Academy Dashboard Forum Production Production Techniques getting programmed drums to gel

  • This topic has 6 replies, 4 voices, and was last updated 4 years ago by Mark Holden.
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  • #59901
    Mark Holden
    Participant

      Hello

      just getting started with programming drums I feel i'm getting there with drum patterns, where I'm struggling is getting them to glue with the track. I'm not sure if its simply I'm choosing the wrong drum sounds for a track or if I'm simply not blend enough samples or processing/mixing them correctly.

      So I guess I'm asking how do you go about this. I've been using drum samples that come with Studio one and some of Warrens as well. The drums themselves sound fine but once in a track ouch stand out like a sore thumb.

      Any thoughts welcome would help get me going.

      Mark

      • This topic was modified 5 years ago by Mark Holden.
      #59903
      Niki Pichler
      Participant

        heho mark,

        missed you on the chat sorry... do you have some examples for us to listen? it is impossible to tell you where you go "wrong" with your approach when we cant listen to anything =)

        cheers, Niki

        #59904
        Mark Holden
        Participant

          Hello Niki

          Here is a link to the song working on now the drums a quite simple as its been a while which is a laid back track. What I have done when mixing down was turn off the shaker and tamborine this seems to have helped the sound a lot but any pointer from here would be great.

          https://drive.google.com/open?id=1R9u2JxkBZQ1N0IECgHtju-xqcNh_WYxz

          Mark

          #63042
          David Tait
          Participant

            Hi Mark, I'm very late to your post as I've just joined the Academy.
            As a drummer my first response would be to say that you drums are back to front ie the first down beat is on the snare (where more traditionaly it would start with the kick. (But then we do love to celebrate the wrongness here!)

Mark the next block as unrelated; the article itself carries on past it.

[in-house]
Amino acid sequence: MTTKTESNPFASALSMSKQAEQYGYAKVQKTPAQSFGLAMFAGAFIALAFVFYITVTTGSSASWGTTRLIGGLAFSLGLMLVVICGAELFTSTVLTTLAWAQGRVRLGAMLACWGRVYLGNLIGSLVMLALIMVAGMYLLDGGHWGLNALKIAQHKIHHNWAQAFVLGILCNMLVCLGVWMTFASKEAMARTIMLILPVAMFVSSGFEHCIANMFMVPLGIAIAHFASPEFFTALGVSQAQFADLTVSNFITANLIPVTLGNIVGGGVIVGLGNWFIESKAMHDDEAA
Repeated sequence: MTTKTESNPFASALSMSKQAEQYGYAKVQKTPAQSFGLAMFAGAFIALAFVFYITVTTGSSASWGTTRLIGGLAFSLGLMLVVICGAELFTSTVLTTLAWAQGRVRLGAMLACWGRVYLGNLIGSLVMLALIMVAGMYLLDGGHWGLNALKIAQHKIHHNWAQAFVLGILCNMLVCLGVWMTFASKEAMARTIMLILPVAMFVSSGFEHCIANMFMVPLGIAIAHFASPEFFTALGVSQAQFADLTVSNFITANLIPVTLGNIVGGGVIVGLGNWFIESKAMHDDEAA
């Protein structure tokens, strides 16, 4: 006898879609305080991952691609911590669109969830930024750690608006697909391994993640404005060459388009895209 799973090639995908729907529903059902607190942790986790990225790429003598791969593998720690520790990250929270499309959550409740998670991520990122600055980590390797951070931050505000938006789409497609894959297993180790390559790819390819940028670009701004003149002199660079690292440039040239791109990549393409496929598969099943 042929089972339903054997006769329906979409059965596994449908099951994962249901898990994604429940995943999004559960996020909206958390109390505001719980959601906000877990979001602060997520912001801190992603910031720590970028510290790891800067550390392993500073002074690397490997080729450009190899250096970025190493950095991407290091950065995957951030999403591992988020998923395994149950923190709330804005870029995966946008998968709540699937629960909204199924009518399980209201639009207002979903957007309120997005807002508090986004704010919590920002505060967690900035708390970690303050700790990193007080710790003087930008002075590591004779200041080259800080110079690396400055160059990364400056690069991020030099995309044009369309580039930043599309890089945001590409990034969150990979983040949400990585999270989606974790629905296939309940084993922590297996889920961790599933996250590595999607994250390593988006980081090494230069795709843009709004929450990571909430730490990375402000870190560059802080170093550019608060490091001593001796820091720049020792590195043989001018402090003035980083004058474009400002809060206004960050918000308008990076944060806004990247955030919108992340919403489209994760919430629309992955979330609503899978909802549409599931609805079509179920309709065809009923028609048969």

For what it's worth my opinion on "programing" drums is that it's just a waste of time and will never sound natural unless of course you spend years and years perfecting it! (Even then it will always sound wrong) I find the best way to "program" drums is to use a vi such as Abbey Road Drums or Slate Drums or Superior Drummer and use the midi grooves provided (also midi groove packs for all genres can be purchased very cheaply) these midi grooves have been performed by a real drummer using an electronic midi trigger kit so they are far more realistic in terms of groove, it's then just a case of finding a ball park groove and tweeting the midi notes as desired, often you won't need to as there is usually a groove that will be fit for purpose, and being midi they will play at the tempo of the track you are working on (but still have some movment) then you can blend in Warren's samples along with that (but you will have to line them up using "tab to transient" Pro Tools or a similar edit feature in your daw. You can get some very real sounding drum grooves by using the " played by a real live drummer midi grooves" and it's way way faster! hope this helps you some. Feel free to ask for more info if you need to. Cheers
            Dave

            #64256
            Mark Holden
            Participant

              Thanks David sorry about the late reply 🙂

              #64351
              Kip
              Participant

                i have good success with choosing a room stereo verb and send a little bit of every drum to it, compress that verb and roll off some highs, then blend it underneath glues my slate ssd drums pretty good

                #64354
                Mark Holden
                Participant

                  Cheers Kip 🙂

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